29 June 2018
Lee Armstrong, seasonal worker for the Smoker family at Kondinin, Max Herbert, McIntosh Distribution, Allen Smoker and Eliot Jones, McIntosh Distribution, with the new Morris Quantum air drill during its testing on the Smoker’s property at seeding this season.
Growers pictured discussing the design of the new Morris Quantum air drill. They were particularly impressed with the air drill’s frame strength and large flotation tyres.
SOME of the toughest sowing conditions ever experienced this season were an ideal test for the newly launched Morris Quantum air drill and its strong performance was not lost on Kondinin grower Allen Smoker.
“It’s as good a tillage equipment as I’ve ever used, so it’s going to be hard to part with it,’’ said Allen, after testing the new air drill for the family’s 3000ha cropping program.
Hitched to a Morris 9445 air cart in its second season for the Smokers, the Quantum drill was pulled by a 360-kilowatt (480-horsepower) Case tractor, which also offered a power boost to 400kW (535hp).
The air drill was set up on 300-millimetre (12-inch) tyne spacings, was working to a depth of 10cm and seeding at 1.5-2cm – and it achieved this in a wide variety of conditions.
The Smoker’s property comprises soils ranging from sandplain to heavy red country, as well as Salmon Gum soils that can be extremely firm at depth.
“For the majority of the 3000ha, it was some of the toughest conditions I’ve ever worked tillage equipment in because it was dry and there was absolutely no moisture down at the depth we were working,’’ Allen said.
“We certainly put it to the test and it worked extremely well.
“The Quantum bar works better because it’s heavier and holds things in place a lot better. The shorter shanks are also a part of that. We were able to back-off the packing pressure on the press wheels quite a bit on some of the lighter soils.
“The structure of the bar – the way it’s put together – gives it a lot of strength and it sits very well.
“We put it through some pretty harsh conditions and there were no signs of it breaking up.
“We didn’t see any movement with the tynes, so we are pretty confident it would hold together well.’’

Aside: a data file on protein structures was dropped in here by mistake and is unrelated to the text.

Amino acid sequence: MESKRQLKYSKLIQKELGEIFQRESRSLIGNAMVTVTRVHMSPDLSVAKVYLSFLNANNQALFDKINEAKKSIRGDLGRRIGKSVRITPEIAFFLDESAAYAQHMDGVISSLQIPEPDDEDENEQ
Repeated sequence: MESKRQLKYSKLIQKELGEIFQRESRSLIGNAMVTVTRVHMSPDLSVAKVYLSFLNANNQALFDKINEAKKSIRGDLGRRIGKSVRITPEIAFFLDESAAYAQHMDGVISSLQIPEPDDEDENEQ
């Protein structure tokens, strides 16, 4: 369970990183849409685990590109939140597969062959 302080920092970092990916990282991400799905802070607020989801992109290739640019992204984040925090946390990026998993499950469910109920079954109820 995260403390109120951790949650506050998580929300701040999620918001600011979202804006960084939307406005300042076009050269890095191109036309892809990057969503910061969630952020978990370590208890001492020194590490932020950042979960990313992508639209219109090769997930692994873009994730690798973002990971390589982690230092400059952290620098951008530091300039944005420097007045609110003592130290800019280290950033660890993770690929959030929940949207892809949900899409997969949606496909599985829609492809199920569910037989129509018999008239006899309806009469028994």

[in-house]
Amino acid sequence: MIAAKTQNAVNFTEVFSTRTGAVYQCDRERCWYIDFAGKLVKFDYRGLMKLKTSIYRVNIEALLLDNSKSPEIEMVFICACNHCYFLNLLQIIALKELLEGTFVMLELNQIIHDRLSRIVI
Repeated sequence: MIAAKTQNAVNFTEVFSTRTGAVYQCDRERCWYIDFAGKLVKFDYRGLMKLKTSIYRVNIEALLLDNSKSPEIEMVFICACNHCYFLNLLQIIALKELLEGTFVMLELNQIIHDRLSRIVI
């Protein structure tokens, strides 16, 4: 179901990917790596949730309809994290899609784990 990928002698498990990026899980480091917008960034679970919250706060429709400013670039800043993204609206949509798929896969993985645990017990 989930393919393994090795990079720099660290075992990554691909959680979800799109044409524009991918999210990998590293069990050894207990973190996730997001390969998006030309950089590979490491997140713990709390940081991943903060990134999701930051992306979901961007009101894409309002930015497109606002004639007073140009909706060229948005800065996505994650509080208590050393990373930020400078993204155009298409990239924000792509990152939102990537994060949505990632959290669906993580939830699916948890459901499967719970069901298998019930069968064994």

The new Quantum air drill incorporates Morris’ patent-pending, interlocking frame technology that has made it 154% stronger than previous drills, and which, combined with the increased weight and stronger openers featuring 2.5cm (1in) chrome pins, provides the ability for deeper tilling.
New 10 x 15cm (4 x 6in) tubular frames with the Quantum are connected with chrome pins that are 27% larger than those used on previous machines.
Other features include improved shank spacing options; large single flotation tyres; 3-metre controlled traffic capability with metric spacings and 5.4m transport width; 75% less parts and 60% less weldments; a stronger front and rear hitch design; and an active hydraulic system with ability to control Morris auto-lift and auto-pack control.
The heavy-duty hitch uses 20% more steel than previous hitches and is connected to the frame with chrome pins that fit into hardened steel bushings.
Allen said the shorter shanks, bigger bolts – also being the same size – and less parts would be a factor over time and help overcome the issues of previous drills.
He said the evenness of sowing depth across the Quantum drill was excellent because every tyne was individually pressured.
“I’ve been involved in the evolution of no-till in this area since the 1980s and this is the best bar I’ve ever worked because of the weight distribution and individual pressure on the tynes. With the computer-controlled switching and lifting, it’s just a pleasure to work.’’
Allen said neighbouring farmers who took an opportunity to view the Quantum when the dry conditions forced them to stop seeding on their properties remarked that they would still be sowing if they had a similar machine.
“This is exactly what the Quantum did for us. We didn’t go hard in terms of long hours, but we were able to keep going in the dry conditions. That was a big benefit because the crops were out of the ground soon after the rain came.’’
Eliot Jones with McIntosh Distribution, national distributor for Morris, said various growers who had since inspected the Quantum air drill recognised a massive change in design and frame strength.
He said they remarked that the interlocking frame design was logical, which had partly been made possible through the use of new tube laser technology for automated precision cutting.
“Growers have commented how well the bar sits and how straight it is, with very little movement, and the ability to now dig deeper,’’ Eliot said.
“It will allow them to now get down to depth, with no damage to the bar.’’
He said the large flotation tyres were another critical feature for numerous growers, especially those in northern areas for deep ripping, but where there were also soil compaction concerns.
“Even on sandy soils, the ability to float with such large tyres is a bonus.’’
“The fact the tyres are standard across the Quantum air drill range is also a big plus, rather than having the requirement to fit another tyre if necessary,’’ Eliot said.